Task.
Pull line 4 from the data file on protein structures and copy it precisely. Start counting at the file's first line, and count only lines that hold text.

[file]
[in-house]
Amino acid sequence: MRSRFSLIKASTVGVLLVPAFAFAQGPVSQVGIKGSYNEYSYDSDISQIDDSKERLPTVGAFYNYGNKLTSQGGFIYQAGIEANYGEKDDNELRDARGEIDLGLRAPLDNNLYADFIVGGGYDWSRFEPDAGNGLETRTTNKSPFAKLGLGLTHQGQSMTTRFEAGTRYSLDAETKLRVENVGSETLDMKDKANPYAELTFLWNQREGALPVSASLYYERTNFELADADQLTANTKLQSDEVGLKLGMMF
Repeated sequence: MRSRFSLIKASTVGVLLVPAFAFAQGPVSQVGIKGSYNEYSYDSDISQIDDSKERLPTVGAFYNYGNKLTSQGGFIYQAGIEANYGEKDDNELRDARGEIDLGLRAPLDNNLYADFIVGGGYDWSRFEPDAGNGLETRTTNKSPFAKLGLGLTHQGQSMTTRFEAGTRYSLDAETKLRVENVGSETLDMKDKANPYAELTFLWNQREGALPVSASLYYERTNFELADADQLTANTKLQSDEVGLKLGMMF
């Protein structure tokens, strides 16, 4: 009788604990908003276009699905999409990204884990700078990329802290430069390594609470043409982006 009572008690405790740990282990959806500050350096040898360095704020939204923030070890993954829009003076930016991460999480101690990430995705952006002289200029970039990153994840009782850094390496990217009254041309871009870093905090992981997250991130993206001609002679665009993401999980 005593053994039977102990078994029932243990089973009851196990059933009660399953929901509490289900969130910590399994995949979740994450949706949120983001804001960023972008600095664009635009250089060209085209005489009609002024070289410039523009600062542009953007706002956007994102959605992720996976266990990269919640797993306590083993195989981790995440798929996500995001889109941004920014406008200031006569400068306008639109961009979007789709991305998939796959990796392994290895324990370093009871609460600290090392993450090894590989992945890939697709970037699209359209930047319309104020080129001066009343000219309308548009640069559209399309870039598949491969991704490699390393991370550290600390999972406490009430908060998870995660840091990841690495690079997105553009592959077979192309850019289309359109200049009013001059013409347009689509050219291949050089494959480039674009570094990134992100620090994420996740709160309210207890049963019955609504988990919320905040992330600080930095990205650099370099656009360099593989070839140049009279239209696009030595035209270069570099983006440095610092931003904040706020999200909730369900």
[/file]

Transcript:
């Protein structure tokens, strides 16, 4: 009788604990908003276009699905999409990204884990700078990329802290430069390594609470043409982006 009572008690405790740990282990959806500050350096040898360095704020939204923030070890993954829009003076930016991460999480101690990430995705952006002289200029970039990153994840009782850094390496990217009254041309871009870093905090992981997250991130993206001609002679665009993401999980 005593053994039977102990078994029932243990089973009851196990059933009660399953929901509490289900969130910590399994995949979740994450949706949120983001804001960023972008600095664009635009250089060209085209005489009609002024070289410039523009600062542009953007706002956007994102959605992720996976266990990269919640797993306590083993195989981790995440798929996500995001889109941004920014406008200031006569400068306008639109961009979007789709991305998939796959990796392994290895324990370093009871609460600290090392993450090894590989992945890939697709970037699209359209930047319309104020080129001066009343000219309308548009640069559209399309870039598949491969991704490699390393991370550290600390999972406490009430908060998870995660840091990841690495690079997105553009592959077979192309850019289309359109200049009013001059013409347009689509050219291949050089494959480039674009570094990134992100620090994420996740709160309210207890049963019955609504988990919320905040992330600080930095990205650099370099656009360099593989070839140049009279239209696009030595035209270069570099983006440095610092931003904040706020999200909730369900």